COLUMBIA — OK, OK. So James Franklin runs hard.
When the Missouri quarterback scrambles out of the pocket and sees big defensive linemen or linebacker coming at him, he does not slide. He makes a move, slight or obvious, to get them off balance at the last moment. Then the 6-foot-2, 225-pound sophomore lowers his shoulder and uses his momentum to win the collision.
Yes, identifying how to absorb hits is one of his strong points, Franklin said. But it’s based on smarts and focus and, well, anything but anger.
When he levels an opponent on the run, as he did on crucial plays in Saturday's overtime win at Texas A&M, he’s not, as a classmate suggested, acting like Two-Face in the Batman movies. Don’t tell him he is expressing some repressed part of his choirboy personality.
"I still don't see how that factors into playing football," Franklin said Monday. "Just because I'm nice, I'm not going to let them destroy me. I'm not going to hand them the ball or anything like that.
"Whenever I’m running the ball, it’s nothing personal."
Try telling that to Texas A&M defenders Andrew Wolridge and Damontre Moore. Facing third-and-1 at the Aggies' 20 yardline in the first quarter, Franklin dropped back to pass and saw his receivers were covered. He used his speed to loop backwards and around two defenders and get the one yard needed for the first down.
He used something else on the next 19 yards. Wolridge ran horizontally halfway across the field and dove shoulder-first into Franklin's left ribs. One of them ended up on the ground, and it wasn't Franklin, who fought the urge to let his hand touch the field and regained his balance.
Then, at the 7-yard line, Moore, a 6-foot-4, 245-pound defender who plays a hybrid position Texas A&M calls the joker, attempted to knock Franklin out of bounds. Franklin spun, absorbed Moore’s mass to his left shoulder, and stayed on his feet.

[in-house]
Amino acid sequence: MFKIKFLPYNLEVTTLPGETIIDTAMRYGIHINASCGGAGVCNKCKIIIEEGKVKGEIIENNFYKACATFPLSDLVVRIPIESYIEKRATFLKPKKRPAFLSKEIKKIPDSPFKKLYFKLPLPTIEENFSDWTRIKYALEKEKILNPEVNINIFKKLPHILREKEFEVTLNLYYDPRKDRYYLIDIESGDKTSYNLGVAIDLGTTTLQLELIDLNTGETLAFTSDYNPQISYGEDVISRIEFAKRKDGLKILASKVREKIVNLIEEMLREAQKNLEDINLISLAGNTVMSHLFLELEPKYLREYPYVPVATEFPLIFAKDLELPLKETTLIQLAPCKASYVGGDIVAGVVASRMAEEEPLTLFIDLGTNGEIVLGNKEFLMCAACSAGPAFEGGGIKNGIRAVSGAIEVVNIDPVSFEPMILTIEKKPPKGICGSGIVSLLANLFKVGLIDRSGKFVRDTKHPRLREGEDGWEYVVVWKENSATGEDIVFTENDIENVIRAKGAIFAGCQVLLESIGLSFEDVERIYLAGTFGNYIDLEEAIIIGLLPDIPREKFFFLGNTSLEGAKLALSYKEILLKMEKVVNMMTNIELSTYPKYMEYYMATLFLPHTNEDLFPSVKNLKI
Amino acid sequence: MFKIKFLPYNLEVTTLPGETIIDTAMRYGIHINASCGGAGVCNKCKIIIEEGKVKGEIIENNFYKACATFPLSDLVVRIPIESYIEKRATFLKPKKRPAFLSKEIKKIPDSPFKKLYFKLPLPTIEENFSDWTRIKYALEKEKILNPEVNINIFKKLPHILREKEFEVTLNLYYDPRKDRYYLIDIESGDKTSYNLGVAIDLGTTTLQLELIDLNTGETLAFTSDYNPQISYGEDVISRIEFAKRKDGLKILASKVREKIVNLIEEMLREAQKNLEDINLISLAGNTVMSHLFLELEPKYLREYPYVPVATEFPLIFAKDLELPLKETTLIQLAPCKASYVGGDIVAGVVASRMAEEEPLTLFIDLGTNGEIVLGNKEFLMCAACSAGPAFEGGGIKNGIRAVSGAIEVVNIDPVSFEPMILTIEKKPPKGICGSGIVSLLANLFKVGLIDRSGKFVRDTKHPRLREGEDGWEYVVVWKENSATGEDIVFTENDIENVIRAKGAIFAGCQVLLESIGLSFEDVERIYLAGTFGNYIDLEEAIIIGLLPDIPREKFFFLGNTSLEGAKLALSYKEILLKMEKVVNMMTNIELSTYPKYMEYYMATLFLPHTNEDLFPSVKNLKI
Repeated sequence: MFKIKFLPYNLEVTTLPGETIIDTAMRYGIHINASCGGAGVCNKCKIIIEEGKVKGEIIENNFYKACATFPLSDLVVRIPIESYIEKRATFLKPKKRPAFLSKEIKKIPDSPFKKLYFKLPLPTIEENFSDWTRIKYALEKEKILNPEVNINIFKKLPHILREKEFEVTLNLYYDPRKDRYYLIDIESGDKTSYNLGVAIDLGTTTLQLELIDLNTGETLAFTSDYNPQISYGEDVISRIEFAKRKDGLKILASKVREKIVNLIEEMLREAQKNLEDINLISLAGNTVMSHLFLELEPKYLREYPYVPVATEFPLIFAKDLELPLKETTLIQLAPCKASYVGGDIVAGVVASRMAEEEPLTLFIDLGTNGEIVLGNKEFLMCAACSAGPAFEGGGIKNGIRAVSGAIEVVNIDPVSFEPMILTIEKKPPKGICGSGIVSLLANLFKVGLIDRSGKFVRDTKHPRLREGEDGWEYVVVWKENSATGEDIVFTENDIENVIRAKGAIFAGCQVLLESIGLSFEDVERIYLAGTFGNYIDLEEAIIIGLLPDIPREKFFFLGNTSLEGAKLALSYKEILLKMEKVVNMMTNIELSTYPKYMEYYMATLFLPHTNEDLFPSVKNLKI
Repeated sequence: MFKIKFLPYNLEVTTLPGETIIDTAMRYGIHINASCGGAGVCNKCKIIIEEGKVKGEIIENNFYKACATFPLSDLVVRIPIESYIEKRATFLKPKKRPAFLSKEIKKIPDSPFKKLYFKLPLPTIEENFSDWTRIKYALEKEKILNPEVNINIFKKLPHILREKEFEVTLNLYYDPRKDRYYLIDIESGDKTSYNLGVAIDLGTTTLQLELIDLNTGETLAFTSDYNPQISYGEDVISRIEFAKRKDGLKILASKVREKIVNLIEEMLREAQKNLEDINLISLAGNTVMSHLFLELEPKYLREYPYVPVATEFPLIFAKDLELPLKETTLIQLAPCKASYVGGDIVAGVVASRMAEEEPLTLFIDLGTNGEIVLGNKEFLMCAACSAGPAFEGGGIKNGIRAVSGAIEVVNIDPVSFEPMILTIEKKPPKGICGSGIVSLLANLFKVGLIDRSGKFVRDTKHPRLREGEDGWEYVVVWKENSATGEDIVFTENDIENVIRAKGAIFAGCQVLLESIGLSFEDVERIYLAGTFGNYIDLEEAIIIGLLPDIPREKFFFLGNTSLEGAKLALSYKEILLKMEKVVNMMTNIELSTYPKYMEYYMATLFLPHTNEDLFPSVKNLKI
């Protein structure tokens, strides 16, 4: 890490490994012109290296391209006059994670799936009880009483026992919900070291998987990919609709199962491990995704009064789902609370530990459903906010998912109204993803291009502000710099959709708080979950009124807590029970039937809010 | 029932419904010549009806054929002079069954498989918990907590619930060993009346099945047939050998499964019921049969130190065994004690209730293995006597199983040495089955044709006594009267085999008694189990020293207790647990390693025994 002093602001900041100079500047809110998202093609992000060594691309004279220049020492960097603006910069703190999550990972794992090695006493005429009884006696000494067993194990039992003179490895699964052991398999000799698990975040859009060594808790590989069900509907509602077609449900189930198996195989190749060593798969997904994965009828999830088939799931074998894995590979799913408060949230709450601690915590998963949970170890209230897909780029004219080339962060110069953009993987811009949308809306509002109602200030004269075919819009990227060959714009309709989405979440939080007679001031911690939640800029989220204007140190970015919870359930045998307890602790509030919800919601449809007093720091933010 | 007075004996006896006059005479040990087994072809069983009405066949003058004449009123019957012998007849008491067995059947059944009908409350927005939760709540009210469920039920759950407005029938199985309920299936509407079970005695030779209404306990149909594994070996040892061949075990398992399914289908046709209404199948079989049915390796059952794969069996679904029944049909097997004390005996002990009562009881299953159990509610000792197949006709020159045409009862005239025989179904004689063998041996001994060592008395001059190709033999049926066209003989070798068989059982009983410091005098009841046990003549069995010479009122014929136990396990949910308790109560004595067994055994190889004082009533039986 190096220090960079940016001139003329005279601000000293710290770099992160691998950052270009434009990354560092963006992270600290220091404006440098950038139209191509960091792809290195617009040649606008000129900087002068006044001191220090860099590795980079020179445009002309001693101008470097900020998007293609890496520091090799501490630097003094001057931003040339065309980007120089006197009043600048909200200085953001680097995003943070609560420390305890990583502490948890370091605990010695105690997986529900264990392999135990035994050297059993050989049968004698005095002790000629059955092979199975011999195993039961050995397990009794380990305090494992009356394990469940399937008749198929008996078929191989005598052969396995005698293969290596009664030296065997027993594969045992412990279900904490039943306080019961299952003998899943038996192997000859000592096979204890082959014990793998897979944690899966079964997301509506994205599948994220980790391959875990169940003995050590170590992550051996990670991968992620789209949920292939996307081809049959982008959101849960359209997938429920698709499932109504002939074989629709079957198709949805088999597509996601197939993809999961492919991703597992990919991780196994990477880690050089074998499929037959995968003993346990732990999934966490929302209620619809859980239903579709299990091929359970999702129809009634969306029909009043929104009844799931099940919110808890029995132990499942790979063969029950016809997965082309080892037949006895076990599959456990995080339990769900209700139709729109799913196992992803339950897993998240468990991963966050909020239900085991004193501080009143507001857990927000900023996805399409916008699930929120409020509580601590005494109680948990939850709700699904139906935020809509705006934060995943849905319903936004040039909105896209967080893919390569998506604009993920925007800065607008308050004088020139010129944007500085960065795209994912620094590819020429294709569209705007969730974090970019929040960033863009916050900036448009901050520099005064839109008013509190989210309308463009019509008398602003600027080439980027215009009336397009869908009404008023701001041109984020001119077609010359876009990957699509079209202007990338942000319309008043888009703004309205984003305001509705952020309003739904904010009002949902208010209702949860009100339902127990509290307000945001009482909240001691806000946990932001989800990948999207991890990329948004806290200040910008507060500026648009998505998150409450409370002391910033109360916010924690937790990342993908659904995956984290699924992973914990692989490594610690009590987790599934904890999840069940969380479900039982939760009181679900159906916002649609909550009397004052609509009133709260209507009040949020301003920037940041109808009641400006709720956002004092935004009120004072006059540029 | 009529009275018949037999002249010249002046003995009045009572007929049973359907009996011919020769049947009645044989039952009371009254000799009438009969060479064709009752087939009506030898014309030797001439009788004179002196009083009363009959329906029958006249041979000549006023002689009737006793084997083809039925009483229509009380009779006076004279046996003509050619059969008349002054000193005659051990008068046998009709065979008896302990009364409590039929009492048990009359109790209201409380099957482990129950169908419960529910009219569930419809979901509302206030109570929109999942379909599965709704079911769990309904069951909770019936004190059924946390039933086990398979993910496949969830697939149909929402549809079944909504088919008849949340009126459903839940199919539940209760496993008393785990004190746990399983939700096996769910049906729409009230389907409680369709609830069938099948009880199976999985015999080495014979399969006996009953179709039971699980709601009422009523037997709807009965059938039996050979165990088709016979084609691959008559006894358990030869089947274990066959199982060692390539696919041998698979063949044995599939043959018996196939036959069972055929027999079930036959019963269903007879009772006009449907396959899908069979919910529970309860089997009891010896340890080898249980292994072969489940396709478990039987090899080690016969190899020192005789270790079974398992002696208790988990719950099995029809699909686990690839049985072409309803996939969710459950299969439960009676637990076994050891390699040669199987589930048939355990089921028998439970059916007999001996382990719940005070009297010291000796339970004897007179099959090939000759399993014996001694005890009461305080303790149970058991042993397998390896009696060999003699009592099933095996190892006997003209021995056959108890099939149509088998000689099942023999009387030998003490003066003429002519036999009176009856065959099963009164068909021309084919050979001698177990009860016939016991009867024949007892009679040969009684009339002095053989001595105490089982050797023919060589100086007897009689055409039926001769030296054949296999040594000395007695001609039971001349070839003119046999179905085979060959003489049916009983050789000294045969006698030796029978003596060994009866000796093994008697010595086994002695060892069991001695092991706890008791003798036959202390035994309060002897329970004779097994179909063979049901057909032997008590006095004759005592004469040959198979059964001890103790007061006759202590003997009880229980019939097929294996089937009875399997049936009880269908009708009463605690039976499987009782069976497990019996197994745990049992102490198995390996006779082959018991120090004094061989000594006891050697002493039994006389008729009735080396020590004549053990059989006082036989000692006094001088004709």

Moore, meanwhile, rolled out of bounds, at the wrong end of the joke.
Franklin usually tells defenders, "good hit." He waited until the next time Moore actually tackled him to say so.
"He may have thought I was being a little sarcastic," Franklin said.
For Missouri tailback De'Vion Moore, it was one more run by his quarterback that left him taken aback.
"It's extremely shocking to see the intensity he runs with, considering his personality isn’t of that nature," De'Vion Moore said. "Some of the impact alone is, like, man. He runs with a lot of anger, it seems like."
Franklin laughed at the idea. If anything, he runs so aggressively to defend himself. You get drilled when you run afraid, he said.
That’s what happened the one time in high school, when an opponent halfheartedly tried to stop Franklin. The player approached Franklin off balance and on his heels as if he expected to get hit. Using his momentum, Franklin took his forearm and drove the player onto the ground. The player needed to be helped off the field.
"That's probably the worst I've felt after hitting somebody," Franklin said.
Whatever Franklin's motive, it affects teammates other than Moore. Missouri coach Gary Pinkel said players responded to their quarterback's determination not to go down on Saturday. They replayed Franklin's touchdown run several times while watching film, too.
Pinkel does not want Franklin taking on safeties in the open field. But if receivers are covered and he can scramble, as Franklin said he did 11 to 12 times against Texas A&M, Pinkel is all for it.
"You saw a player that said he was going to do everything he could to win a game," Pinkel said. "When you've got a player like that … there's no question it has a huge impact on your team."
So James Franklin runs hard. For offensive lineman Jayson Palmgren, it really doesn't matter why.
"It's awesome — it makes me get pumped up and want to hit people," Palmgren said. "I love it. I love hitting people, and I love having a quarterback who does, too."